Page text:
When I was finishing up my masters in music education at Westminster Choir College, my small seminar class was invited to meet a famous British composer who was coming into town. I had just visited the amazing sculpture garden in northern New Jersey, and thought that this fellow from the UK might be interested in hearing about some local attractions. I had read much about English gardens, and assumed he would be interested. He was not. His topic of conversation was about composing, and dismissed my offer of expanding the horizons of getting to know this man. I learned something from that. He was caught in a box of understanding. Boxes of understanding are created to figure things out. We all do it. It helps us simplify the way we look at things. I have always rejected being put into a box. I grew up as a twin, and many people had ideas about what being a twin should be, and I was obstinate enough to reject being stereotyped.
June is Pride Month, a the time for the Lesbian, Gay, Bisexual, Transgender, and Queer/Questioning (LGBTQ+) Community, and allies, to commemorate the Stonewall Uprising—a series of protests held in response to the June 28, 1969, police raid of the Stonewall Inn, a gay bar in New York City’s Greenwich Village.
With over 80% of Vermonters having received at least one dose of the COVID-19 vaccine, and nearly 72% of us fully vaccinated, today [6/15/21] the Governor declared an end to the State of Emergency and the termination of pandemic related social restrictions. It is significant that Vermont is the first U.S. State to reach an 80% vaccinated rate. It is also significant that throughout the pandemic Vermont suffered only 24,339 known COVID infections and 256 total deaths; both our infection and mortality rate were the least in the Nation compared to the 49 other States. And while even a single death is a regrettable tragedy, stacked against Alabama’s half a million plus cases and 11,000 (and counting) fatalities, it’s clear that we fared better than most. And while we are not out of the woods yet, we have also emerged with the 5th lowest unemployment rate in the Nation at 2.9% (Texas by comparison is at 6.7% while Florida is at 4.8%).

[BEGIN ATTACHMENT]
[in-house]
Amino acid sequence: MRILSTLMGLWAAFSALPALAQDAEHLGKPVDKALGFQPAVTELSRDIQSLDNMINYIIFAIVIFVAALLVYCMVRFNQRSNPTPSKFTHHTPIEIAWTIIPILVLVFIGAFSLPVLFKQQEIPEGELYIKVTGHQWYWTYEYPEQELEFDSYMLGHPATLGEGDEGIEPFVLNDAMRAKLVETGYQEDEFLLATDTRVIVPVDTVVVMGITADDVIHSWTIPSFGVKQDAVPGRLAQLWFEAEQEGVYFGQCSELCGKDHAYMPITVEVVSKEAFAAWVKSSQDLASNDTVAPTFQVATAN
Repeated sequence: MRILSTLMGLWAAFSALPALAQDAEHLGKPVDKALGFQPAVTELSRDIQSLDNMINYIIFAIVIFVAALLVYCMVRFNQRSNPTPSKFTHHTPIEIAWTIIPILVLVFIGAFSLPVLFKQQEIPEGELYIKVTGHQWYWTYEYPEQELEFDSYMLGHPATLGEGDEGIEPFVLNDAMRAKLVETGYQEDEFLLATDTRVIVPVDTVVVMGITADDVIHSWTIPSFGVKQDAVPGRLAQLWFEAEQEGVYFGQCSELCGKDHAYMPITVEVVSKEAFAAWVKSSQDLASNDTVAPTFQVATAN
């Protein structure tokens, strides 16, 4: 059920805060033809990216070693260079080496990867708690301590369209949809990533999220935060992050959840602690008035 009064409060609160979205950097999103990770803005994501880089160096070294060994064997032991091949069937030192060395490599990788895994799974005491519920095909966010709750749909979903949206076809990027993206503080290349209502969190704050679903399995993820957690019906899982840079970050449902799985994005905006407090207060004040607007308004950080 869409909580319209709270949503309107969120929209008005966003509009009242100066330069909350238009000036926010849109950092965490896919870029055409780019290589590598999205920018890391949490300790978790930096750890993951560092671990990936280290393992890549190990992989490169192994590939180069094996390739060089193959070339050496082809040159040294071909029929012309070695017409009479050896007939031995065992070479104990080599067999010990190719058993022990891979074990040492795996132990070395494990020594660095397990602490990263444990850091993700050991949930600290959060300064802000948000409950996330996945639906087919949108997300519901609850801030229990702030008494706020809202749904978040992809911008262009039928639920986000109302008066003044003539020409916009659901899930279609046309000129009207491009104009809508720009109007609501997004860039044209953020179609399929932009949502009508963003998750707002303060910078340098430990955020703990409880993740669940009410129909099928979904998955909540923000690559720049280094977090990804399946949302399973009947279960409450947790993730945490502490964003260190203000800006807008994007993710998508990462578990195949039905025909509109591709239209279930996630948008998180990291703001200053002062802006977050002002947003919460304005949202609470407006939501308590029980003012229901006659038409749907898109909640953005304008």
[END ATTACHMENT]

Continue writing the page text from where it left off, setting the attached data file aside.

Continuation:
Did you know that 1 in 6 Gen Z adults identify as being part of the LGBTQIA+ community? We celebrate Pride month to publicly include all members of our families and communities who in the past had to hide who they were. Talking about Pride month as a family can make a big difference in how our children see the world. Some common ways to celebrate can include attending a parade, doing a related art project, fly a pride flag, volunteer your time as a family to an LGBTQIA+ related cause, and any other way your family sees fit! While bringing more awareness during the month of June is important, we also want to be sure we are carrying this messaging through in our daily lives throughout the remainder of the year. Here are some tips on how we can do so:
Senate majority leader Mitch McConnell (R-KY) refused to hold hearings upon President Obama’s nomination of Merrick Garland to fill a Supreme Court vacancy - the longest vacancy in our history - hoping a Republican might next be elected to make such nomination. McConnell was fulfilling his stated intent as Senate leader to block efforts of a Democratic African American president at every opportunity he found.
America has always been at the forefront of innovation, and we cannot afford to lose that edge. We need to act decisively to outcompete China, boost domestic research and manufacturing, and secure supply chains that are critical to our national security and economy.